Anything extra that you can use to pay down your credit card will help. Consider using windfalls, such as bonuses, tax rebates, or inheritances, to wipe out your credit card debt.

Sometimes it’s hard to know when to pay off your debt, and when to save. See our article: Should I Pay Off Debt Or Put Money In Savings?

3. Establish an Emergency Fund

Another smart short-term financial goal is establishing an emergency fund. An emergency fund should contain enough money to pay your living expenses for three to 12 months if you were to lose your income.

Whether you save three or 12 months depends on a variety of factors, like whether you have children, own a home, work for yourself, and if you’re close to retirement. The more responsibilities and risks you have, the more you should have in your emergency fund.

Not sure how much emergency fund you need? See our article: How Much Emergency Fund Should I Have?

4. Save for a Vacation

Not all financial goals need to be dry and boring. Financial goals should also be fun - after all, you want to use your money to live and enjoy life - like going on vacation. While many people plan vacations and rack up credit card debt, be proactive by budgeting and saving for your vacation. 

Let’s say, for example, you estimate that it’ll cost $2,000 to bring your family of four on a vacation. If you have a year to save, then you need to put away $166.67 each month. If you could save $200 per month instead, you’ll have an extra $400 to play with. That way, if you decide to do an extra excursion or splurge on a fancy dinner, you won’t blow your budget.

5. Start Investing

While saving and investing can be long-term financial goals, just getting started is a great short-term financial goal. You may already have a retirement account, but look into other ways you can make use of your money. Opening a brokerage account is a good first step to investing.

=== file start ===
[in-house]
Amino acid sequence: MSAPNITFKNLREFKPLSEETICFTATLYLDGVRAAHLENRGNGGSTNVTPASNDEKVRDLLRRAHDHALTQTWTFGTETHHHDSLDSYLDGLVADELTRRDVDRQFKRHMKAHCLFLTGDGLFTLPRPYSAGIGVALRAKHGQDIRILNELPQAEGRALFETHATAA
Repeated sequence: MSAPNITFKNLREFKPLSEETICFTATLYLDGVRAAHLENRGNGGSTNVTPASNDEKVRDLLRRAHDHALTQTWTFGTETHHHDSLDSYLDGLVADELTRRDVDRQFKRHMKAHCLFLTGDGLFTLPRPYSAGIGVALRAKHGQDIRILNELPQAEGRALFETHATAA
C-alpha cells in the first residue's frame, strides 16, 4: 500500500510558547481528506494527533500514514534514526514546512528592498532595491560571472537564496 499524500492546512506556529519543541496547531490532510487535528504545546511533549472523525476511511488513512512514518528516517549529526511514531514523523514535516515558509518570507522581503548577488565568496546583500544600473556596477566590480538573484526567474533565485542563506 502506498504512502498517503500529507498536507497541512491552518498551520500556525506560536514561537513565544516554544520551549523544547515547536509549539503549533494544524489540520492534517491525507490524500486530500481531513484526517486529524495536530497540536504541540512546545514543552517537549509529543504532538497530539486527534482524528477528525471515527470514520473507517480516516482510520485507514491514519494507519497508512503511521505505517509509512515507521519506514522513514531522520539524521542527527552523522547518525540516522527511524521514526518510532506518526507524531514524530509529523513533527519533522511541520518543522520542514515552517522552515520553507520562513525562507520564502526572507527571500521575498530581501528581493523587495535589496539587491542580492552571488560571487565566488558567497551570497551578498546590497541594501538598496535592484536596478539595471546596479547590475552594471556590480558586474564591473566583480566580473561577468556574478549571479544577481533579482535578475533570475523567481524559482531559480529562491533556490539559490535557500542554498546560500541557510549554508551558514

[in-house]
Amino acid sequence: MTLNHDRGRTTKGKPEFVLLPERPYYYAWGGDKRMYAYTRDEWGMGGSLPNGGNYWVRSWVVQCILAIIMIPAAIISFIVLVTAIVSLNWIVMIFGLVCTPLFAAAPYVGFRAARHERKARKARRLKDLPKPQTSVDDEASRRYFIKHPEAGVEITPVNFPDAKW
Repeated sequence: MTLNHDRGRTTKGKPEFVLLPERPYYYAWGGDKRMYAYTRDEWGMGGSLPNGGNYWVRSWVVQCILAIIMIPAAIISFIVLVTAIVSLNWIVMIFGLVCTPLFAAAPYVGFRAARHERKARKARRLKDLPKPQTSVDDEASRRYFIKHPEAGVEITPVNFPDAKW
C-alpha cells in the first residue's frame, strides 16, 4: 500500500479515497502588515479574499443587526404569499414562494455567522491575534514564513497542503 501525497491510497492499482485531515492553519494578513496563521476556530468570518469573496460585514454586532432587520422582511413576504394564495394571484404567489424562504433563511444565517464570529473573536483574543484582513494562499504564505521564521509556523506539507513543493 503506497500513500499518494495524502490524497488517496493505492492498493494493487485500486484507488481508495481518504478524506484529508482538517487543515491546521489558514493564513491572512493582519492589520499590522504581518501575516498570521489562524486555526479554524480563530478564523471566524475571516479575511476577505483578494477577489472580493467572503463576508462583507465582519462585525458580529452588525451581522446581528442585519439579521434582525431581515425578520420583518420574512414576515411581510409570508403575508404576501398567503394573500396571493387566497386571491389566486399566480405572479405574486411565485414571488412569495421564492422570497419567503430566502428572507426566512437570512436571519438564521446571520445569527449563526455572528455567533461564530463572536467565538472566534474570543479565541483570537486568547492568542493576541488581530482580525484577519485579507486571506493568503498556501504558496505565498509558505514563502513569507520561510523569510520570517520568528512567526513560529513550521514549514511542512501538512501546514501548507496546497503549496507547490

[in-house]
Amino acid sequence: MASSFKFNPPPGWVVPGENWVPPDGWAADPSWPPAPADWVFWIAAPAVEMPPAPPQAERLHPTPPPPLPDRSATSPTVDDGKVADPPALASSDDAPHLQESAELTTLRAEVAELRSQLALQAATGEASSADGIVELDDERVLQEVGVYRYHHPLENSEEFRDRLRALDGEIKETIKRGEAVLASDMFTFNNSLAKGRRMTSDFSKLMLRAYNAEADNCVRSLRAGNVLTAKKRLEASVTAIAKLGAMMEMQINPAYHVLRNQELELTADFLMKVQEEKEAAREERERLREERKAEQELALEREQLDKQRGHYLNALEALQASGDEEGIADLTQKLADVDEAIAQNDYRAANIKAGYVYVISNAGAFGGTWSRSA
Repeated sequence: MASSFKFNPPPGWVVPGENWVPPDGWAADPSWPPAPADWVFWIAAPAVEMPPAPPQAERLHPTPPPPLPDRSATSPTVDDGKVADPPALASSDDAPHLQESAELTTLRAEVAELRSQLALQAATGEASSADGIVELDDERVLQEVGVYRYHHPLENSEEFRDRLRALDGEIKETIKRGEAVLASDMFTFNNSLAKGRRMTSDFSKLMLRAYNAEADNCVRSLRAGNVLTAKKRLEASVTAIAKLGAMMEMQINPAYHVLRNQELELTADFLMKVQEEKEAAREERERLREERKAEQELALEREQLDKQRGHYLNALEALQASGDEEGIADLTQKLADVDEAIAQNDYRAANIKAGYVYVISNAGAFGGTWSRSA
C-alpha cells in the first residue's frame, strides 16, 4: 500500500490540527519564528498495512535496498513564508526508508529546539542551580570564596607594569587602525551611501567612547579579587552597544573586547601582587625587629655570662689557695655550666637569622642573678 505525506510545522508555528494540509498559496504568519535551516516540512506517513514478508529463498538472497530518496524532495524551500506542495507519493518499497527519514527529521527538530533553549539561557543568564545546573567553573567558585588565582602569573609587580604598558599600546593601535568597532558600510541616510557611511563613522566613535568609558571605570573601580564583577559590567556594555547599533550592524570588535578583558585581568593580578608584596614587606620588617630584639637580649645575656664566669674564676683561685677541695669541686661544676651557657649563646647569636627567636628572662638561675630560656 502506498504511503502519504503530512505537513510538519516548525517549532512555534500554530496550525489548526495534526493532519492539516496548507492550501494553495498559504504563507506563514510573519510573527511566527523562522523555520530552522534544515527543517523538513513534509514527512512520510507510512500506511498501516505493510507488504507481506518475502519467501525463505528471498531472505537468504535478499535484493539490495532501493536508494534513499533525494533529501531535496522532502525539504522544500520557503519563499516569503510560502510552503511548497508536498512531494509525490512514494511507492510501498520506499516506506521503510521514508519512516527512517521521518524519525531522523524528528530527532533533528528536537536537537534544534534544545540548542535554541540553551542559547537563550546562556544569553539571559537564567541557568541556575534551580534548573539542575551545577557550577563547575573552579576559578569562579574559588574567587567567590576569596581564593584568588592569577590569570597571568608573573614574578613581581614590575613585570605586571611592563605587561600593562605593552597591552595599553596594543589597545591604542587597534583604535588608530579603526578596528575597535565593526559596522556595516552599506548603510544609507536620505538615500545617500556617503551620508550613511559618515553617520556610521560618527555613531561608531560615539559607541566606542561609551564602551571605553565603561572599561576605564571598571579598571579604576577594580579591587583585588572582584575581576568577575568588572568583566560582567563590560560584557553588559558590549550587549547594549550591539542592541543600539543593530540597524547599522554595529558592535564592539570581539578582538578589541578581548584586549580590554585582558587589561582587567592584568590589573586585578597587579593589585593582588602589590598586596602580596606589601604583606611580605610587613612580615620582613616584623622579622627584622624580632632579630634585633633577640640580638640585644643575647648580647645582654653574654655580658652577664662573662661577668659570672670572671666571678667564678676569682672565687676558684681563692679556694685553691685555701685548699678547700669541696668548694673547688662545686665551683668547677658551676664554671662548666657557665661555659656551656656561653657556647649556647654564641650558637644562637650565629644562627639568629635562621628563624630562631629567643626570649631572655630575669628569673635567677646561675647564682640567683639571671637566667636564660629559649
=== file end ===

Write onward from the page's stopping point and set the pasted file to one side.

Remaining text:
Consider different brokerages, their advantages, disadvantages and fees, and determine if you want to work with a human financial advisor or a robo-advisor.

If you’re interested in investing, learn more about different investment types. Bonds, mutual funds, stocks, exchange-traded funds (ETFs), and real estate investment trusts (REITs) all work differently.

When selecting investments, consider your risk tolerance, goals, time horizon, and how much effort you’ll put into managing your portfolio. Remember that diversification is important to mitigate risk. While the average stock market rate of return is 10%, that’s over a large span of time. The market can fluctuate widely from year to year.

Wondering where to invest your money? See our article: Investment Vehicles: Definition and Types

6. Write a Will

Especially if you have children, you need to write a will. The most important document is a will that specifies guardianship if both parents pass away. Writing a will is a relatively easy short-term financial goal. It can save your family a lot of headaches and time in court in the event of your passing.